Zooey Deschanel, Jake Johnson
Photo: Ray Mickshaw/FOX

One day is almost never enough time to resolve a longstanding problem. But sometimes, a sitcom half-hour—or that paltry 22-minute stretch we politely call a sitcom half-hour—has to be enough. In the case of tonight’s back-to-back episodes of New Girl, that’s two paltry 22-minute stretches to resolve some sticky issues. Unexpectedly, those minutes manage to suffice.

That’s especially surprising in the case of “Godparents,” which doesn’t really have a handle on how much time elapses within its twenty-ish minutes. In quick succession, Aly and Winston choose a godparent for their child-to-be, Jess crashes, burns, and rises again as that prospective godparent, Schmidt returns to Associated Strategies, gives a big presentation, and reconsiders his career plan, Cece signs up to be the stay-at-home parent for a week, Winston grapples with his father issues (and, it seems for a few minutes, with his long-absent father), and Nick lives up to Ruth’s opinion of him. That opinion, as Schmidt sums it up: “She views you as a dim-witted raccoon.”

(In Cece’s words: “Accurate.”)

Jake Johnson
Photo: Ray Mickshaw/FOX

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It’s impossible to know whether this all takes place over a couple of days or more. In an episode where Schmidt arrives back at Ass. Strat., learns of its takeover, gives a big presentation, and decides to quit marketing, while Cece struggles to keep up with the demands of full-time parenting, the single strongest cue of time passing is that Jaipur-Aviv’s kitchen has run out of peanut butter.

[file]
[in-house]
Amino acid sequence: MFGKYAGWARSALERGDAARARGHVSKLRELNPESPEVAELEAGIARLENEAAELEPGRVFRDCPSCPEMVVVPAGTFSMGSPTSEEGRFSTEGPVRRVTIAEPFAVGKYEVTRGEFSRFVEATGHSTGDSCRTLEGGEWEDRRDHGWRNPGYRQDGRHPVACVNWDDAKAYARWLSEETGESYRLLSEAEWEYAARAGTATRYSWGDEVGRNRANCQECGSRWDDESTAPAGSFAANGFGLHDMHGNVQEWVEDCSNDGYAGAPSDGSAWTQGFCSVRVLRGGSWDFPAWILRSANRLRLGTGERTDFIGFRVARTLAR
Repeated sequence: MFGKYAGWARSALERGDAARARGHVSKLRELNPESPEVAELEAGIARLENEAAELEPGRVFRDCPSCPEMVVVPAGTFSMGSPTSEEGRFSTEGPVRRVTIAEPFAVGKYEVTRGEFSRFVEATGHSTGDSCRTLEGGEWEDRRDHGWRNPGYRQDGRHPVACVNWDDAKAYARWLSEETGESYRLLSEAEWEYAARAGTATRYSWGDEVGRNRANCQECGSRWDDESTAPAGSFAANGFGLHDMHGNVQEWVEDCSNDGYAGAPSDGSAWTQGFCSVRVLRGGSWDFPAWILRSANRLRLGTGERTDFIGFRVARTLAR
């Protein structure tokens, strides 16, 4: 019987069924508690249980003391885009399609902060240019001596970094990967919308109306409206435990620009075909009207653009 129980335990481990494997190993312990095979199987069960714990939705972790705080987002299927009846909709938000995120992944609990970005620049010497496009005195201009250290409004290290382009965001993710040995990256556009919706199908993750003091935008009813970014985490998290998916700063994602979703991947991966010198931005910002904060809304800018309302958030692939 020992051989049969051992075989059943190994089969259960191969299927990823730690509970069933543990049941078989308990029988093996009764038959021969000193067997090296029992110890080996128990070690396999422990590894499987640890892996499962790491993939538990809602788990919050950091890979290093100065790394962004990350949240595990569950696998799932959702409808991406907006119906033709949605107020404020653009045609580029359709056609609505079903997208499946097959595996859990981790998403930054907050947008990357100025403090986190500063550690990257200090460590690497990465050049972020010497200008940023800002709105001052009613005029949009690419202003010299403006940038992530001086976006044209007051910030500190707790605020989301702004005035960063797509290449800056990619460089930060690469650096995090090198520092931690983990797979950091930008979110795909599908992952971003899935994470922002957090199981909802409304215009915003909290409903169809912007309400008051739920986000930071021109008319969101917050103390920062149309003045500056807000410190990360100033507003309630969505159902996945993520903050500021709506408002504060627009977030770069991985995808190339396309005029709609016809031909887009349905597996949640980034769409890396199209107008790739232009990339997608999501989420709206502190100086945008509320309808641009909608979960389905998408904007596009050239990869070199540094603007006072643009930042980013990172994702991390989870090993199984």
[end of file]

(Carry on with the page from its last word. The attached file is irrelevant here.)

Other than that haphazard grasp on time, “Godparents” is as clear and comprehensive as Schmidt’s Power Point presentation to Cece outlining the steps crucial to maintaining Ruth’s routine and preventing her from going “full armadillo” in protest. It lays out big, broad problems, then solves them with big—but slightly less broad—gestures. Just last week, New Girl touched on the lengths to which real friends will go to insure your happiness. This week, the show demonstrates how simply, and how almost believably, a script can justify those lengths. Jess doesn’t run out willy-nilly to track down Winston’s father. She does it only after he expresses a very clear, if hypothetical, wish that his father could “just magically show up.”

JB Smoove, Lamorne Morris
Photo: Ray Mickshaw/FOX

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Like “Operation Bobcat,” also written by New Girl staff writer and story editor Lamar Woods, “Godparents” focuses on Winston’s submerged anxieties with admirable clarity. Lamorne Morris, who directs “Godparents,” captures Winston’s doubts and his hopes without sacrificing his gift for physical comedy—and by “physical comedy,” I mean “the ability to rip off a baby doll’s head and hackysack it into the air.”

“It was a journey,” Jess says to describe the single Google search by which she tracked down Van Bishop (JB Smoove). But Winston goes on a real emotional journey from “Don’t call me son!” to getting teary-eyed over their similarities. And that’s just in the minute or so before he meets the man he believes to be his estranged father.

Max Greenfield, Hannah Simone, Lamorne Morris, Nasim Pedrad
Photo: Ray Mickshaw/FOX

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Tonight’s second episode, “Mario,” shows New Girl through a lens that amps up all its colors to the point of farcical exaggeration. That wouldn’t necessarily be a complaint; New Girl can handle farce with aplomb. But “Mario” never quite commits to a structure. The cold open is playful, with rapid, comical intercutting that would be more at home on Archer, but the script immediately abandons this experiment. In the closing, Jess and Nick sum up the story of his proposal to her dad, suggesting the entire episode, distortions and all, could be the evening’s antics recounted, How I Met Your Mother-style. (“I don’t know why you spent so much of the story talking about that color-blind friend of yours, but I’m so happy!” Bob Day beams into his phone, disproving Winston’s would-be aphorism that “anything’s funny when you put an old man in it.” Rob Reiner, it’s not your fault the episode doesn’t give you anything to do but Be A Dad Guy.)